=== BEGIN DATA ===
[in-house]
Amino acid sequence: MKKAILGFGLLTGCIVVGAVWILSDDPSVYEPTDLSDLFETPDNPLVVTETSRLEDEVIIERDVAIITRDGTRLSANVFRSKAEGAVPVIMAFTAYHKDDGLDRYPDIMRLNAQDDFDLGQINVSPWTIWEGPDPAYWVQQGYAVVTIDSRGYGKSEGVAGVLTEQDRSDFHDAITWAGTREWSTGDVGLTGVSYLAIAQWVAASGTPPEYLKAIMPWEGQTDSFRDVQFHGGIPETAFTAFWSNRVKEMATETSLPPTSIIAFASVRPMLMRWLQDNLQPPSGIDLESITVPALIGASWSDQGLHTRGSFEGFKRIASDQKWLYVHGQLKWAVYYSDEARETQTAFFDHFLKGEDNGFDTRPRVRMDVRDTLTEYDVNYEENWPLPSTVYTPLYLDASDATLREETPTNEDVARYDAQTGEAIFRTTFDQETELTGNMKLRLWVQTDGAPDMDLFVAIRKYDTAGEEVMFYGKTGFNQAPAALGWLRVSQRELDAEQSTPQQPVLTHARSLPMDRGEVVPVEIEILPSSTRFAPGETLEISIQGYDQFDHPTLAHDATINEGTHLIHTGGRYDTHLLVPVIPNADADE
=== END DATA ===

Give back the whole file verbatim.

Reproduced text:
[in-house]
Amino acid sequence: MKKAILGFGLLTGCIVVGAVWILSDDPSVYEPTDLSDLFETPDNPLVVTETSRLEDEVIIERDVAIITRDGTRLSANVFRSKAEGAVPVIMAFTAYHKDDGLDRYPDIMRLNAQDDFDLGQINVSPWTIWEGPDPAYWVQQGYAVVTIDSRGYGKSEGVAGVLTEQDRSDFHDAITWAGTREWSTGDVGLTGVSYLAIAQWVAASGTPPEYLKAIMPWEGQTDSFRDVQFHGGIPETAFTAFWSNRVKEMATETSLPPTSIIAFASVRPMLMRWLQDNLQPPSGIDLESITVPALIGASWSDQGLHTRGSFEGFKRIASDQKWLYVHGQLKWAVYYSDEARETQTAFFDHFLKGEDNGFDTRPRVRMDVRDTLTEYDVNYEENWPLPSTVYTPLYLDASDATLREETPTNEDVARYDAQTGEAIFRTTFDQETELTGNMKLRLWVQTDGAPDMDLFVAIRKYDTAGEEVMFYGKTGFNQAPAALGWLRVSQRELDAEQSTPQQPVLTHARSLPMDRGEVVPVEIEILPSSTRFAPGETLEISIQGYDQFDHPTLAHDATINEGTHLIHTGGRYDTHLLVPVIPNADADE